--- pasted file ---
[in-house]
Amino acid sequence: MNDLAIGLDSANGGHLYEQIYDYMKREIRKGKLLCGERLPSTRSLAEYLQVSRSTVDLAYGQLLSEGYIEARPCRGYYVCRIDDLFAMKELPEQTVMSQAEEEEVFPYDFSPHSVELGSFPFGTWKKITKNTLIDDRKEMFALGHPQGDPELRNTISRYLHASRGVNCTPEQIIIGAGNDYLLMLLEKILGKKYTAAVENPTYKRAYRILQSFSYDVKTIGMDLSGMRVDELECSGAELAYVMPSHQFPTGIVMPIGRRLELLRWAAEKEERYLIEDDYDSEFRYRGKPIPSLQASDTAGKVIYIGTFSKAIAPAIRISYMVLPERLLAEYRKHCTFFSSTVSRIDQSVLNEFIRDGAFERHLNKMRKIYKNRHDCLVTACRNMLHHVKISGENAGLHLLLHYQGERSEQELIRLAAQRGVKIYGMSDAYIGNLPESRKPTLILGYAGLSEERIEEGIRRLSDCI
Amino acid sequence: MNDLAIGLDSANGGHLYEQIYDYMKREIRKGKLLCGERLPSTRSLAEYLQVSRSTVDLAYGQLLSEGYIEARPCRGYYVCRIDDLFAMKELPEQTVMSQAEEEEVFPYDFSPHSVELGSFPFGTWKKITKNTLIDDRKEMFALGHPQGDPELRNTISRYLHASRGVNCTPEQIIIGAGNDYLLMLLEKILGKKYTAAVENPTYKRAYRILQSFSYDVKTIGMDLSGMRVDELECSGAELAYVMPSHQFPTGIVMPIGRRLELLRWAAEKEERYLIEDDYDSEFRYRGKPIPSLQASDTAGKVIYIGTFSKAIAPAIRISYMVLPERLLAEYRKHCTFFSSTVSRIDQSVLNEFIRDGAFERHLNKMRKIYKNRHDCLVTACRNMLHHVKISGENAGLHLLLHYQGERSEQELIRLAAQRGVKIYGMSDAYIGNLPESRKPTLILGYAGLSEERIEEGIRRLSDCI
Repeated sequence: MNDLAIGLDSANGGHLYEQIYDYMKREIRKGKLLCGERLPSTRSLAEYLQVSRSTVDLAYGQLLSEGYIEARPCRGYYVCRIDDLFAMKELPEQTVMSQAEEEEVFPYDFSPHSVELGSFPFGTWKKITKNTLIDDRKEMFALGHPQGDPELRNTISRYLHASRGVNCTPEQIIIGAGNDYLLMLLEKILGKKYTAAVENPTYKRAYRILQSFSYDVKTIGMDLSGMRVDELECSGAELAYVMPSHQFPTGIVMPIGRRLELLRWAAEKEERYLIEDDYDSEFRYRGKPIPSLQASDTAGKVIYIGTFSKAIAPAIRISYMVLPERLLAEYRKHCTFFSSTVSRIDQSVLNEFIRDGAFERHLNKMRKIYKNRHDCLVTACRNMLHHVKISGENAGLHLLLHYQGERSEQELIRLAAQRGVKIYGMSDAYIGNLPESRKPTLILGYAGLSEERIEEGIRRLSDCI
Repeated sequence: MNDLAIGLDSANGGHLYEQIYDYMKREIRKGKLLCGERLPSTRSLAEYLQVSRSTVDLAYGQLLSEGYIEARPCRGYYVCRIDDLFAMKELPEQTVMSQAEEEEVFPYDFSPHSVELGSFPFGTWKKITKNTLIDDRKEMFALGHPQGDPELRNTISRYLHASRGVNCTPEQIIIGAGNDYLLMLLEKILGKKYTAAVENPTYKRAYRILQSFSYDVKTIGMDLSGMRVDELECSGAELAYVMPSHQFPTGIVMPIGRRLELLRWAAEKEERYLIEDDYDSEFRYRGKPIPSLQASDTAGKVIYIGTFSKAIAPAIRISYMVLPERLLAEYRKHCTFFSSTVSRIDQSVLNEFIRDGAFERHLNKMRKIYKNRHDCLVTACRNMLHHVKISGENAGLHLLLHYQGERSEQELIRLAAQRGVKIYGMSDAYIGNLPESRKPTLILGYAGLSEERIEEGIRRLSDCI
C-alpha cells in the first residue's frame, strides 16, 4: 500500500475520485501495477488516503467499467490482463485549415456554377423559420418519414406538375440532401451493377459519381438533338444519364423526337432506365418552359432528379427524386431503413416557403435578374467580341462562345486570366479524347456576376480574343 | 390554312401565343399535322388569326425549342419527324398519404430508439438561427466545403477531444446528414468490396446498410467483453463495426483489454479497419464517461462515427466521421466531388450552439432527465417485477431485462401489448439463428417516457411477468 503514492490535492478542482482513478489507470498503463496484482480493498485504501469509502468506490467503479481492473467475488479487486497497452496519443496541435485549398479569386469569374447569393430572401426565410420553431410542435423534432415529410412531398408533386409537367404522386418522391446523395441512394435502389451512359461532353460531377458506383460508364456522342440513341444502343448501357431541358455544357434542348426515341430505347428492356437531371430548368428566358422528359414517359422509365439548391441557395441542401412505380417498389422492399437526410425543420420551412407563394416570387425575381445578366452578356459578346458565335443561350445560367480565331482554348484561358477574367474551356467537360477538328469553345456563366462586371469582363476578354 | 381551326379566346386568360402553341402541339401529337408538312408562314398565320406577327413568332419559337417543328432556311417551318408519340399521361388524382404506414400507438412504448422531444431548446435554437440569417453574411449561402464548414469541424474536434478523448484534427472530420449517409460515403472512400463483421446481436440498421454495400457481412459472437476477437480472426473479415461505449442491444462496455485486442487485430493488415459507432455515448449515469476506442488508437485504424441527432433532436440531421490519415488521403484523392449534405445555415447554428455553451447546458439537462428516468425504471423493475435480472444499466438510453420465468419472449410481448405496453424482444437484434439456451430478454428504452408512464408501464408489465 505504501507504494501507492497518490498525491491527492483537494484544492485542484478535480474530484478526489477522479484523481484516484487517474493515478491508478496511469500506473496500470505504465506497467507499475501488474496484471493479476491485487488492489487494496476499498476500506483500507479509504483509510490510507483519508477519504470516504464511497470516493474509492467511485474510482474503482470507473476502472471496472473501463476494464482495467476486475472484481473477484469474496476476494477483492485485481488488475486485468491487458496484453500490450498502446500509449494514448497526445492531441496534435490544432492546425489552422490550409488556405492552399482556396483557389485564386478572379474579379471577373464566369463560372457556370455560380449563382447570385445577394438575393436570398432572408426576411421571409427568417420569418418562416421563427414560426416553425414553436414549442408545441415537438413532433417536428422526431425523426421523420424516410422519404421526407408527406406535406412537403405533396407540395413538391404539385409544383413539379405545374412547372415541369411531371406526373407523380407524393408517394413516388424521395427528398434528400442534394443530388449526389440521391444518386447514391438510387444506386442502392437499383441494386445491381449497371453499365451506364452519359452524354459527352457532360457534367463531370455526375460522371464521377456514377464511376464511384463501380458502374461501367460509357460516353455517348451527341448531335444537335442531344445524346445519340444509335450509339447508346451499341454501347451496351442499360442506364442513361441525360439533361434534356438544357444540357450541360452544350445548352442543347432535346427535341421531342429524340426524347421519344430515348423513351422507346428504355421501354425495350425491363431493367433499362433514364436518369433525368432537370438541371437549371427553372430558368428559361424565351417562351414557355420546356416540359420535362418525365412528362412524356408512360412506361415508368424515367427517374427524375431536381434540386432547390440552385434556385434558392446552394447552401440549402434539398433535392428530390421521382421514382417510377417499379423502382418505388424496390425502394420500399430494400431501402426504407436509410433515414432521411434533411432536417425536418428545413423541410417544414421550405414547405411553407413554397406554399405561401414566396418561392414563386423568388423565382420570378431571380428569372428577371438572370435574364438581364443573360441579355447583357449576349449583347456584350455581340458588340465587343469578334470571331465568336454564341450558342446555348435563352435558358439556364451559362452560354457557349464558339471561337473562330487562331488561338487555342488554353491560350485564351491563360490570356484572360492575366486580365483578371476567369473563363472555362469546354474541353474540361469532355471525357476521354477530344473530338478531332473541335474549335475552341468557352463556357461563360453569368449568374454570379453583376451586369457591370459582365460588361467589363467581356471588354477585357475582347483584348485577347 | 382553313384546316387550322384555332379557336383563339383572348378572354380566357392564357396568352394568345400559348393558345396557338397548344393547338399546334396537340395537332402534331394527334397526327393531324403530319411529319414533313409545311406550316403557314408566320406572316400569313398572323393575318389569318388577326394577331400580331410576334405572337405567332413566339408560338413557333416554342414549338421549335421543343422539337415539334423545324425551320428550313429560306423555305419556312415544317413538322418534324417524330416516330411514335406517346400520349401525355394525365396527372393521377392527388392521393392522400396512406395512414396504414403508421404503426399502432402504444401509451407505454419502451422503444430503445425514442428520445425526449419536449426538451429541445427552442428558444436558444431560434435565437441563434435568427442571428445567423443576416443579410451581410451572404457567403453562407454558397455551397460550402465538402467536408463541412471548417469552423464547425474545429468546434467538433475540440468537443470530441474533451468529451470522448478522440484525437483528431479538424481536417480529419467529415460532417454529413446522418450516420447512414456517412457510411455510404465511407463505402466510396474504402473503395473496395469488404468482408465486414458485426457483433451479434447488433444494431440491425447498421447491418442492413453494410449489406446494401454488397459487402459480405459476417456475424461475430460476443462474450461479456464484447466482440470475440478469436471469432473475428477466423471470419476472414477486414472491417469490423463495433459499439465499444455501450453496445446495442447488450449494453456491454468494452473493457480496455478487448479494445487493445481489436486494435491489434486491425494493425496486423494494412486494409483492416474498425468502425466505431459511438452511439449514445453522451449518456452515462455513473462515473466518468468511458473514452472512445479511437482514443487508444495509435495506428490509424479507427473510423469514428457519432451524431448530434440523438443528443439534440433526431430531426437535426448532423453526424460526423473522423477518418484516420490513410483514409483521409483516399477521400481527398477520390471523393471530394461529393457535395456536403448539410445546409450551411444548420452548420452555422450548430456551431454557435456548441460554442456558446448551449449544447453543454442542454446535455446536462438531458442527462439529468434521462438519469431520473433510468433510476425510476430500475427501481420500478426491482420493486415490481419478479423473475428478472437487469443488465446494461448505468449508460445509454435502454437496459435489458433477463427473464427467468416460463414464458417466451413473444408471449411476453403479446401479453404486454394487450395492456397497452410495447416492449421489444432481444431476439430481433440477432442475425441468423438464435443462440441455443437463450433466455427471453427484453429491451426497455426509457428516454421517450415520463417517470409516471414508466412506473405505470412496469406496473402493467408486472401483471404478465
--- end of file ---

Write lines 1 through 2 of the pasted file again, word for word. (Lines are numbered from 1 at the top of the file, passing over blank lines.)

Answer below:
[in-house]
Amino acid sequence: MNDLAIGLDSANGGHLYEQIYDYMKREIRKGKLLCGERLPSTRSLAEYLQVSRSTVDLAYGQLLSEGYIEARPCRGYYVCRIDDLFAMKELPEQTVMSQAEEEEVFPYDFSPHSVELGSFPFGTWKKITKNTLIDDRKEMFALGHPQGDPELRNTISRYLHASRGVNCTPEQIIIGAGNDYLLMLLEKILGKKYTAAVENPTYKRAYRILQSFSYDVKTIGMDLSGMRVDELECSGAELAYVMPSHQFPTGIVMPIGRRLELLRWAAEKEERYLIEDDYDSEFRYRGKPIPSLQASDTAGKVIYIGTFSKAIAPAIRISYMVLPERLLAEYRKHCTFFSSTVSRIDQSVLNEFIRDGAFERHLNKMRKIYKNRHDCLVTACRNMLHHVKISGENAGLHLLLHYQGERSEQELIRLAAQRGVKIYGMSDAYIGNLPESRKPTLILGYAGLSEERIEEGIRRLSDCI